The Barbarian was a sound remake of Novarro's own 1924 silent film The Arab, based on Edgar Selwyn's play of the same name, in which he had starred with Alice Terry. For the 1933 version, screenwriter Frances Goodrich and her husband, Albert Hackett, worked on the assignment for a few days before giving up. Goodrich told her agent that that story was old-fashioned. American tourist Diana (Loy) goes to Cairo with her aunt and uncle (Louise Closser Hale and C. Aubrey Smith) on a tour and to meet her fiancé (Reginald Denny). While there, she encounters Jamil (Novarro), who acts as a tourist guide and falls in love with him, not knowing he's really a prince. To avoid trouble with the censors over having a Caucasian and an Arab in a relationship, it's later revealed that Diana has some Egyptian blood. It sounds ridiculous now and it was ridiculous then to Goodrich, who complained that "It was all so false, all hooey." There was certainly more than a passing resemblance to an old Rudolph Valentino "sheik" film, but Valentino had been in his grave for seven years and sheiks were passé in the age of Clark Gable and The Great Depression. Anita Loos and Elmer Harris took over the screenplay from Goodrich and Hackett.
The working title of the 1933 film was Man of the Nile, but was later changed to The Barbarian. It went into production on the MGM lot in February 1933, with location shooting done in Yuma, Arizona. The cast and crew, which included director Sam Wood, were shooting on the studio back lot on March 10, 1933, when the Long Beach Earthquake struck. Measuring 6.4 on the Richter scale, the quake caused considerable damage and rattled nerves. The Barbarian was shut down for the day when the arc lamps that lit the set fell over and the palm trees followed suit. Less dramatic but shocking enough to cause the censors to get involved was Loy's supposed "nude" swimming scene. Existing stills do make it seem as though Loy was naked under the water, but she admitted in her autobiography that she was actually wearing a flesh colored bodysuit. Nevertheless, the censors demanded that "all shots in which the girl's body is visible through the water" be cut. While The Barbarian made a $100,000 profit for the studio, it was considered racy enough to be banned from rerelease after the 1934 adoption of the film censorship rules known as The Production Code.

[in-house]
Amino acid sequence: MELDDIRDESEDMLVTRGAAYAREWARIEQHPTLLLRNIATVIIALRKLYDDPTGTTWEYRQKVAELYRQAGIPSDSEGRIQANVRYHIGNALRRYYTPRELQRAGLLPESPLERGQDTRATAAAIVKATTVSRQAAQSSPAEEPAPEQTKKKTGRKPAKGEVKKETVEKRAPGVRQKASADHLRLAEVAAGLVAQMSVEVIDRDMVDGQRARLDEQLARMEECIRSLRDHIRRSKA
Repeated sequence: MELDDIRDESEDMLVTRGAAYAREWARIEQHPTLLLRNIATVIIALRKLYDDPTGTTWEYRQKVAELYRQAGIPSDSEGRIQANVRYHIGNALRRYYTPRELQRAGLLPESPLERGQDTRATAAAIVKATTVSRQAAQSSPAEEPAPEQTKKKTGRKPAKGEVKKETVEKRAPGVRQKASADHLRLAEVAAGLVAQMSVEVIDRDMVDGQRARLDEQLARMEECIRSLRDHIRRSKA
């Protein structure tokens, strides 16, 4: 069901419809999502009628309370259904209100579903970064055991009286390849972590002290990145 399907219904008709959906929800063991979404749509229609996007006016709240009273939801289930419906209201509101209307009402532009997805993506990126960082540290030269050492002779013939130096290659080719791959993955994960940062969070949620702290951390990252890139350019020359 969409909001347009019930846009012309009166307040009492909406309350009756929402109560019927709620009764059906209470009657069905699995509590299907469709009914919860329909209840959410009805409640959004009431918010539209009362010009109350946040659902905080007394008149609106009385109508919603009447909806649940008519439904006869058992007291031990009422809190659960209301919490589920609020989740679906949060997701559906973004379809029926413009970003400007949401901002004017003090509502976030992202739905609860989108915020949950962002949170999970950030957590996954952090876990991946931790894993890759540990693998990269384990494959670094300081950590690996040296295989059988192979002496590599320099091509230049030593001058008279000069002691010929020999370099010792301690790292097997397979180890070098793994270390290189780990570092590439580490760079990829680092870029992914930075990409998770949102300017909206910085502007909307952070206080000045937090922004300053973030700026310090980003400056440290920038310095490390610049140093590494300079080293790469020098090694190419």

Loy and Novarro got along splendidly during shooting and after filming was over, Novarro had Myrna Loy house-sit for him at his home in Los Feliz, while he was on a singing tour in Europe. While he was gone, Myrna Loy read an article that claimed that Novarro, who was "heretofore impervious to women," had fallen madly in love with Loy and she with him. Loy, who was really dating producer Arthur Hornblow (they would later marry), was furious and ran down to the studio where she made sure Howard Strickling and his publicity department would never pair her with a costar in the gossip columns again. She later said, "It was preposterous. Ramon wasn't even interested in the ladies and I was seeing Arthur exclusively, so the publicity department had chosen a most unlikely pair."
Producer: Sam Wood
Director: Sam Wood
Screenplay: Elmer Harris, Anita Loos (writers); Edgar Selwyn (play)
Cinematography: Harold Rosson
Art Direction: Cedric Gibbons
Music: Herbert Stothart
Film Editing: Tom Held
Cast: Ramon Novarro (Jamil El Shehab), Myrna Loy (Diana 'Di' Standing), Reginald Denny (Gerald Hume, Diana's Fiancé), Louise Closser Hale (Powers), C. Aubrey Smith (Cecil Harwood), Edward Arnold (Achmed Pasha), Blanche Friderici (Mrs. Hume, Gerald's Mother), Marcelle Corday (Marthe, Diana's Maid), Hedda Hopper (Mrs. Loway, American Tourist), Leni Stengel (Ilsa, German Tourist).
by Lorraine LoBianco
Ellenberger, Allan R. Ramon Novarro: A Biography of the Silent Film Idol, 1899-1968: With a filmography
Leider, Emily W. Myrna Loy: The Only Good Girl in Hollywood
Motion Picture Herald Volume 112
Soares, André and Slide, Anthony Beyond Paradise: The Life of Ramon Novarro VIEW TCMDb ENTRY